Ramy Youssef on His Priorities When Making Hulu's 'Ramy'

Ramy Youssef Ramy Hassan Ramy (Hulu) - Publicity-H 2019
Courtesy of Hulu

The multihyphenate, who appeared in his first HBO stand-up comedy special earlier this year, spoke to New Yorker writer Eric Lach about all things 'Ramy.'

There doesn't seem to be an end in sight for the ongoing war that's being waged among comedians over the legitimacy of things like cancel culture and political correctness, but for Ramy Youssef, "it's a dope time to be making things," he explained at the 2019 New Yorker Festival on Saturday night.

According to the 28-year-old comedian, this is due in part to what he sees as an "overwhelming desire for Hollywood to be super specific" — something that certainly applies to his semi-autobiographical series Ramy, which centers on a young Egyptian-American Muslim man living in New Jersey.

Youssef said that before Ramy landed at Hulu, he shopped the pilot around at seven or eight networks, eventually receiving offers from three. The show's concept wasn't met without pushback, though. Oftentimes, it would be compared to existing series like Master of None.

"I just remember being like, 'No, this is fully different. It's like a totally different thing. I don't eat bacon.'" Youssef said.

Today, Ramy continues to be likened to other shows that spotlight underserved communities, but part of what makes Youssef's series unique is his refusal to speak for anyone but himself. He touched on this in a guest column for The Hollywood Reporter, writing, "In the plethora of Muslim experiences, mine is just one, and I chose to wholly focus on that and that alone. I chose to make a show that isn't obsessed with checking boxes. A show that feels the only responsibility is to tell an honest story from a singular point of view. A show that is hopefully given room to grow — and therefore organically encompass other facets and storylines of what it might mean to be a Muslim in America."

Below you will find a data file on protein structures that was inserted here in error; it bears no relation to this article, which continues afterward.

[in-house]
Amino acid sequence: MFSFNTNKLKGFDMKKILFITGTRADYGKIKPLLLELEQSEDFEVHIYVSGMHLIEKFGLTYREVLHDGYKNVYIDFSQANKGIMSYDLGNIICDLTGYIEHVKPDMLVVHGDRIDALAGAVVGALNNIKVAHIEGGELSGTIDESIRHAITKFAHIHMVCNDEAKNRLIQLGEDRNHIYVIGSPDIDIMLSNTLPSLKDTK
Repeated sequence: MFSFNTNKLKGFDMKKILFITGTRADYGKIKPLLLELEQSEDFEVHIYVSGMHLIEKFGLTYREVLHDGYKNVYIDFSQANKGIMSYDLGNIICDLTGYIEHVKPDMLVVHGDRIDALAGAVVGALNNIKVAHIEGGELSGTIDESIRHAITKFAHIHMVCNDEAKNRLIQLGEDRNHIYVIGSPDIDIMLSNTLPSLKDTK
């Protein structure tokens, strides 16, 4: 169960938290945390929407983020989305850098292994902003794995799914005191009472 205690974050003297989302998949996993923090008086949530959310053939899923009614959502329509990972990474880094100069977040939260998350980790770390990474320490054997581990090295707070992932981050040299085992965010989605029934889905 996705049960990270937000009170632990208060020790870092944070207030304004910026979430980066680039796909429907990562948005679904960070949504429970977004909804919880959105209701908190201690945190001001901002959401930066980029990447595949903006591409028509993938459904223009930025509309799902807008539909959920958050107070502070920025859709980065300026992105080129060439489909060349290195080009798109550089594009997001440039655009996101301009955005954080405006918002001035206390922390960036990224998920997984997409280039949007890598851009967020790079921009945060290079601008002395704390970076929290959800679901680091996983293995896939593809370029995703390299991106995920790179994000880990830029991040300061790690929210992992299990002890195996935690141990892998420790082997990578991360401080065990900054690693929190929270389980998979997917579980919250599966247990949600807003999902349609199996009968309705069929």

Most importantly, Youssef said he wanted to make a show that didn't make fun of his faith, but rather one that made fun of himself within his faith.

"I don't really want to make a joke at the expense of any of the faiths because it's just kind of boring," he said. "I'll let Ricky Gervais do that."

Youssef explained that he also wanted to avoid wading too heavily into politics — "You lose no matter what, because even if you go in and you try to be political, and you're like, 'OK, cool, I'm gonna make my whole thing about the Muslim ban,' someone's gonna be like, 'Fuck you, you didn't talk about Syria'" — and as a result, the show rarely discusses terrorism; the exception being "Strawberries," which intertwines 9/11 with Youssef's character's introduction to masturbation.

"When you grow up in a family that doesn't talk about sex, other people are talking about it; you're trying to figure out where you stand," Youssef said. "That scope, it's just so frightening and devastating at that age, and I really wanted to craft this character who's going through something that you could probably watch for 30 minutes, but then kind of the worst thing happens. And then that changes his life ... when he was already struggling."

He didn't go into specifics, but Youssef added that some of the themes in "Strawberries" will be explored more in-depth throughout season two (which is slated for 2020). The first ended with Ramy in Egypt, and while shooting the final couple of episodes, Youssef said the reality of having his own show was "solidified" when a last-minute scene change resulted in him standing on the street his dad grew up on.

"So we're there, and I'm like, 'Oh shit. Yeah, this is what I'm supposed to be doing,'" Youssef said. "Like, my dad left here 35 years ago, and I'm on the corner that he grew up on shooting a TV show about jerking off."